KUALA LUMPUR, Dec 27 — As the year 2020 comes to an end, the country has seen an unprecedented change to the dynamic and culture of education and learning due to the COVID-19 pandemic, causing schools and varsities to halt operation at a certain period.
The situation has ‘forced’ millions of students across the country to fully utilize their laptops or devices and start learning from home via online. The question for us now is: “Is Malaysia’s education ready for the new era of learning?”
Nonetheless, the result of the pandemic has implied the importance of technology in transforming how we teach and learn, at the same time highlighting that there is room for improvement, especially for internet connectivity.
The first wave of COVID-19 infection started on Jan 24, with the identification of 22 cases, of which 12 had a travel history to affected countries and regions, eight cases were close contacts and two were from a humanitarian mission.
On Jan 30, the Education Ministry (MoE) had postponed the registration of students from Wuhan, China, and its surrounding areas at all educational institutions in the country.
As the second wave hit the country on Feb 27, MoE had directed the postponement of all large gatherings such as sports programmes and co-curricular activities in all schools across the country, with effect from March 13.
The government later imposed the Movement Control Order (MCO) nationwide on March 18 leading to the closure of all pre-schools, government and private schools including daily schools, residential schools, international schools, tahfiz centres and other primary, secondary and pre-university institutions as well as colleges and institutions of higher learning.
With all schools shut down, teachers were advised to make online teaching the way forward, besides determining the best teaching and learning methods based on the constraints and situations faced by students at home during the MCO.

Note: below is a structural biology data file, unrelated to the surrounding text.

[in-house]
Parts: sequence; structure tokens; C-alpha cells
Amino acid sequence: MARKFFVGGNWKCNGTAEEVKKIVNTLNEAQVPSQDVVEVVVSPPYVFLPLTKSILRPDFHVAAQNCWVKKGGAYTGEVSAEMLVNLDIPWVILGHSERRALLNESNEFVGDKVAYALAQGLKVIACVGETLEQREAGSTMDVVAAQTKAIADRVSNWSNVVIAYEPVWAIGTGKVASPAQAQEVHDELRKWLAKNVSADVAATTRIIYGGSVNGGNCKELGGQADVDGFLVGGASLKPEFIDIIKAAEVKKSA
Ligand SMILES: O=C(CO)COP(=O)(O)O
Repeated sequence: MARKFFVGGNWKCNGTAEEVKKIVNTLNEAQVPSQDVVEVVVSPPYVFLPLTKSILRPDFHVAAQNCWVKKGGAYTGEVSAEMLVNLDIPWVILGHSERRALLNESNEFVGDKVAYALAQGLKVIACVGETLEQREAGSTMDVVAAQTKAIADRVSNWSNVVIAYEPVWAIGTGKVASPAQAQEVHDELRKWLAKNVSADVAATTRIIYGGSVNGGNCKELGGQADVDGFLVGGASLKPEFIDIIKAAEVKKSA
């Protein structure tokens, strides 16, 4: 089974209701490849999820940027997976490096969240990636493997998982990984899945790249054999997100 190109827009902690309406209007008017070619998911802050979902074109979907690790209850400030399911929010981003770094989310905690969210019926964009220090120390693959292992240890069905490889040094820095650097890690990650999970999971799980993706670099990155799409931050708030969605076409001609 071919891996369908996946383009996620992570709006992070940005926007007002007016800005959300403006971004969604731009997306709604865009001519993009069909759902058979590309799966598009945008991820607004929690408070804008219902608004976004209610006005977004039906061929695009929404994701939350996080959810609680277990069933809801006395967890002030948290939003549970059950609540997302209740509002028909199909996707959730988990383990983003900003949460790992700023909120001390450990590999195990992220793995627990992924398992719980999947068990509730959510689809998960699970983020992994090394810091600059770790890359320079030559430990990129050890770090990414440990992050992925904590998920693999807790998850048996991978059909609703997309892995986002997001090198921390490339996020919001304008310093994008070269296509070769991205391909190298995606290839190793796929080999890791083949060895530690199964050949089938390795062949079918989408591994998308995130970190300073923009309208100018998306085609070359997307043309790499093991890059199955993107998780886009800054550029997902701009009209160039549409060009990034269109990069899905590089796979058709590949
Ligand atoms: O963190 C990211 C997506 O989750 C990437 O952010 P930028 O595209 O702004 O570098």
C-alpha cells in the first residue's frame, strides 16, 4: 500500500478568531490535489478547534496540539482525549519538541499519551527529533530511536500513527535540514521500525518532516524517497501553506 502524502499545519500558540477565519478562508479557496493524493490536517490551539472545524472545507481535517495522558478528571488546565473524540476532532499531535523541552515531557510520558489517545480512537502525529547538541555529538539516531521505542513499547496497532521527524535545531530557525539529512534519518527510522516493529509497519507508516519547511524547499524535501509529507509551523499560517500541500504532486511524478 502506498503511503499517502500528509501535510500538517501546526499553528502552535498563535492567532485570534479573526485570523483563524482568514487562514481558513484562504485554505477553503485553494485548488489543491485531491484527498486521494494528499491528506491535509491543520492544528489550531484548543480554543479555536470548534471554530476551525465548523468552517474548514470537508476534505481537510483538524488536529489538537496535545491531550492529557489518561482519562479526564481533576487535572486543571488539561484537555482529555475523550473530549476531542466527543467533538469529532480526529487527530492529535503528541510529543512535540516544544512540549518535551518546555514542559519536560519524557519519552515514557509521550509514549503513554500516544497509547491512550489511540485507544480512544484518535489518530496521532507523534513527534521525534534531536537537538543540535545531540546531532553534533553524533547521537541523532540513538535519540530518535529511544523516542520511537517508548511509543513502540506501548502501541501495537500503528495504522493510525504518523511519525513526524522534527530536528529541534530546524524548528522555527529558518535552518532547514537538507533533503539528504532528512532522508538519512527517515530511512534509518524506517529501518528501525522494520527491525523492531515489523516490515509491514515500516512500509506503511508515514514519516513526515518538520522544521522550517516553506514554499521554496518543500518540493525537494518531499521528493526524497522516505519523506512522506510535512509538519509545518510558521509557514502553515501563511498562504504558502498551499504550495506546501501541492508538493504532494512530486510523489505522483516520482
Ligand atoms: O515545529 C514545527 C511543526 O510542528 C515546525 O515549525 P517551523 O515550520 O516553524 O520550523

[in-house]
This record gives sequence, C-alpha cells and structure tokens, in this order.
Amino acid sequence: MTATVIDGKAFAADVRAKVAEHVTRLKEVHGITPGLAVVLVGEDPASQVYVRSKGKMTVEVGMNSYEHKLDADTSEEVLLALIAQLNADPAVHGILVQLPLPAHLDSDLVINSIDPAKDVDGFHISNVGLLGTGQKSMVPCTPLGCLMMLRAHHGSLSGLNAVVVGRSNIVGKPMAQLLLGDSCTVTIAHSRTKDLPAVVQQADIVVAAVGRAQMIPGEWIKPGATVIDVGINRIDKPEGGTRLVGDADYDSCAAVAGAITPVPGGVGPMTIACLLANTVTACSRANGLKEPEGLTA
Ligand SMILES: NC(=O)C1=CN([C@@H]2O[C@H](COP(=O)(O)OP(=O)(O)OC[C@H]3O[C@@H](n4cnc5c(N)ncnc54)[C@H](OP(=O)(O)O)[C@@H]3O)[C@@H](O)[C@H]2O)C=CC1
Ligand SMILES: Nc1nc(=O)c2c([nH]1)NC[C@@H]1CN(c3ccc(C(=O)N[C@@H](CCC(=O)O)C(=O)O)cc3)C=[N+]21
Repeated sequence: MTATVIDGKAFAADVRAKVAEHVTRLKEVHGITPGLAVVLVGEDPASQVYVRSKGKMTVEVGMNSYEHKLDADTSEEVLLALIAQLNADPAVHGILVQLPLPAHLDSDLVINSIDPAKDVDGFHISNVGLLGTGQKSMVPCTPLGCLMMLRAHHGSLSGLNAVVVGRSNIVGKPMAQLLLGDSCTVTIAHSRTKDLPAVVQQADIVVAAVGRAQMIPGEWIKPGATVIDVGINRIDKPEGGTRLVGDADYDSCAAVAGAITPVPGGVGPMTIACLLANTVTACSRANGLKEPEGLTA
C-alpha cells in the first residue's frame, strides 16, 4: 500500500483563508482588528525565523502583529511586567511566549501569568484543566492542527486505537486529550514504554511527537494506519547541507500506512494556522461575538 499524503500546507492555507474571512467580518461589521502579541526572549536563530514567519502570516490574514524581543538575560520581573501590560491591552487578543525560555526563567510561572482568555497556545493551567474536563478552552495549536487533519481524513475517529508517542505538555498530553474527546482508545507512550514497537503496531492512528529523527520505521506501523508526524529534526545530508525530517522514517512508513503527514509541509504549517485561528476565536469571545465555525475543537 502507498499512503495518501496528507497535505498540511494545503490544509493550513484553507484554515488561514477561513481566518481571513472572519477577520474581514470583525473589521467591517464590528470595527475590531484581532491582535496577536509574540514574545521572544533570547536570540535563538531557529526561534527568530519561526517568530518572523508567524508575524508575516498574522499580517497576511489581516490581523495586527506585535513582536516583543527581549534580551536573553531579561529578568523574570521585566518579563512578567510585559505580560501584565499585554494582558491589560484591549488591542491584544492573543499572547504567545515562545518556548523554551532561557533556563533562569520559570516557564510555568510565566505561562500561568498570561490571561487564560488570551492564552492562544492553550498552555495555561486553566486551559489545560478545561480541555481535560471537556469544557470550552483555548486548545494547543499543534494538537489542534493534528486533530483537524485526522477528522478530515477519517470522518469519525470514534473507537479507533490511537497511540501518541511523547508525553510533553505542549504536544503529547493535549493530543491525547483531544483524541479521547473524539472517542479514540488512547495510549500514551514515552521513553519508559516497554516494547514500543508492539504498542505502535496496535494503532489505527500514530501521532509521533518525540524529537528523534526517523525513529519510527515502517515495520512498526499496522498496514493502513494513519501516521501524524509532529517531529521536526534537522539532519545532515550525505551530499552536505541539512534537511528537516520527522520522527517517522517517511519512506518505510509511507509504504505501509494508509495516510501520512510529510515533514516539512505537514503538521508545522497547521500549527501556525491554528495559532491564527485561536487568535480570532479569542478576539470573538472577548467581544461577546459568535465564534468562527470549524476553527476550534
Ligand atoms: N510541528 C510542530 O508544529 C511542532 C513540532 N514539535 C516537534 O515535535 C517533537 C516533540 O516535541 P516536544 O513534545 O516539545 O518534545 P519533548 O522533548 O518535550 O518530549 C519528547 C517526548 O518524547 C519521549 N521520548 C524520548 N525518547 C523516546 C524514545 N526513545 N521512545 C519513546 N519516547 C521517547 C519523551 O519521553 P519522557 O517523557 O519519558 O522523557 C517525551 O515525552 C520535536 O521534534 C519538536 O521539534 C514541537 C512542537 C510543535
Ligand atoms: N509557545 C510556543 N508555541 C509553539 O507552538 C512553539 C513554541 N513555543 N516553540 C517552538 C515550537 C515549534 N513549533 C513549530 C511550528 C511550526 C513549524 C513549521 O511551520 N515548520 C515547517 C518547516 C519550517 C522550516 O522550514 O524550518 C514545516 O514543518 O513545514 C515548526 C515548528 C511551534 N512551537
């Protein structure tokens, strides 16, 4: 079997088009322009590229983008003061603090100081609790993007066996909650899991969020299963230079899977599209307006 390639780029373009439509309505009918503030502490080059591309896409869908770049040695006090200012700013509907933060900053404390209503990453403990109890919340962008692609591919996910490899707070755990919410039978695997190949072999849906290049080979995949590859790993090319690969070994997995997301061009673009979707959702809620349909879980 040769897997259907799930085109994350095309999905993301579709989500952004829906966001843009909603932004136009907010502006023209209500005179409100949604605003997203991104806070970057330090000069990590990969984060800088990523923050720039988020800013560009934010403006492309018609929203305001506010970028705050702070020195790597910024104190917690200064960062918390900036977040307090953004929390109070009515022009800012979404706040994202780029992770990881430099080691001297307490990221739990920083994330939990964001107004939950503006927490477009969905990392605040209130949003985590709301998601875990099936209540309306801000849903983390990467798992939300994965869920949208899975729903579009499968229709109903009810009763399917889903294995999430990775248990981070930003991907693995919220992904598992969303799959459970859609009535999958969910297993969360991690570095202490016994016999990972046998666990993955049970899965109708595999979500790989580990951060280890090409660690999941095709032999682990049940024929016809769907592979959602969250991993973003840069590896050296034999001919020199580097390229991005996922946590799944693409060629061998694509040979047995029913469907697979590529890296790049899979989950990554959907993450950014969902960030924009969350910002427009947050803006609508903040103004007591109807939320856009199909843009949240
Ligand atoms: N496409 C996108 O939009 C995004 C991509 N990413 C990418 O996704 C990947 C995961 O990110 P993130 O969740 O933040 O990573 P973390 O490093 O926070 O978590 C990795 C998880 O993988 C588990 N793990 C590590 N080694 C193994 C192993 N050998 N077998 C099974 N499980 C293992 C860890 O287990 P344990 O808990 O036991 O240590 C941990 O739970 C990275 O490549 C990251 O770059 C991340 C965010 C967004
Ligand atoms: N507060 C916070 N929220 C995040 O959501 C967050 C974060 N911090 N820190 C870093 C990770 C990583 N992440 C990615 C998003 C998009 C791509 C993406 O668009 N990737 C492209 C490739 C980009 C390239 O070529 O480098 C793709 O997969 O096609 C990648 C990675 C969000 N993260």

However, there were limitations pertaining to online teaching and home-based learning as the findings of an MoE survey, involving 670,000 parents and about 900,000 pupils showed that only six per cent of students had personal computers, tablets (5.76 per cent), laptops (nine per cent) and smartphones (46 per cent), while 36.9 per cent of students do not have as many devices.
Senator Dr Radzi Jidin, who headed the ministry starting March 10, said it was important for teachers to take into account the constraints faced by students at home in determining the methods to be used to implement the teaching and learning process at home.
As lockdowns ease and daily COVID-19 cases were going down, after months of ‘school holidays’, secondary schools across the country finally reopened their doors on June 24 for students sitting for public examinations this year, namely Sijil Pelajaran Malaysia (SPM), Sijil Vokasional Malaysia (SVM), Sijil Tinggi Persekolahan Malaysia (STPM), Sijil Tinggi Agama Malaysia (STAM) and equivalent examinations.
Form One to Form Four and Remove Class students as well as Standard Five and Six pupils, returned to school starting July 15, while Standard One to Four pupils on July 22.
The government has also decided to move the dates for SPM, SVM and STAM to Feb 22, 2021; while STPM would be held on March 8, 2021. The Form Three Assessment (PT3) and Ujian Penilaian Sekolah Rendah (UPSR), as well as Kafa Class Assessment Test (UPKK) examinations, have been cancelled this year.
Unfortunately, concerned parents felt the decision was made in a rush and they feared COVID-19 cases would spike once schools reopened.
Parents’ nightmare turned reality. As the third wave of COVID-19 hit the country in late September after Sabah election, the government abruptly announced on Nov 8 (Sunday) that schools and vocational colleges would close starting the next day (Nov 9) until the end of the 2020 academic calendar year.
As for the tertiary education students both in private and public institutions, the Higher Education Ministry (MOHE) announced that all lectures must be conducted purely online, with no face-to-face lessons allowed, starting May 27 until Dec 31.
The announcement has led university students to grasp on online learning as the new normal, hence, many of them requested for the fees to be reduced, as they no longer fully utilising the university facilities.
Taking into consideration the feedbacks and complaints from students and parents whose household income was badly affected by the pandemic, Higher Education Minister Datuk Dr Noraini Ahmad announced the hostel and service fees at all public universities for the second semester of the 2019/2020 academic session had been reduced by up to 15 per cent.
The move involved a total allocation of RM72 million, of which RM20 million was approved by the Ministry of Finance and the other RM52 million will be from the internal allocation of the universities.
For 2020, the education sector in Malaysia has seen a paradigm shift in teaching and learning process and shaping the community for the new normal, with the technology dependence has massively increased, not just for students, but also for lecturers, teachers and all of the people involved in the institution.
The question is, are we totally ready for it?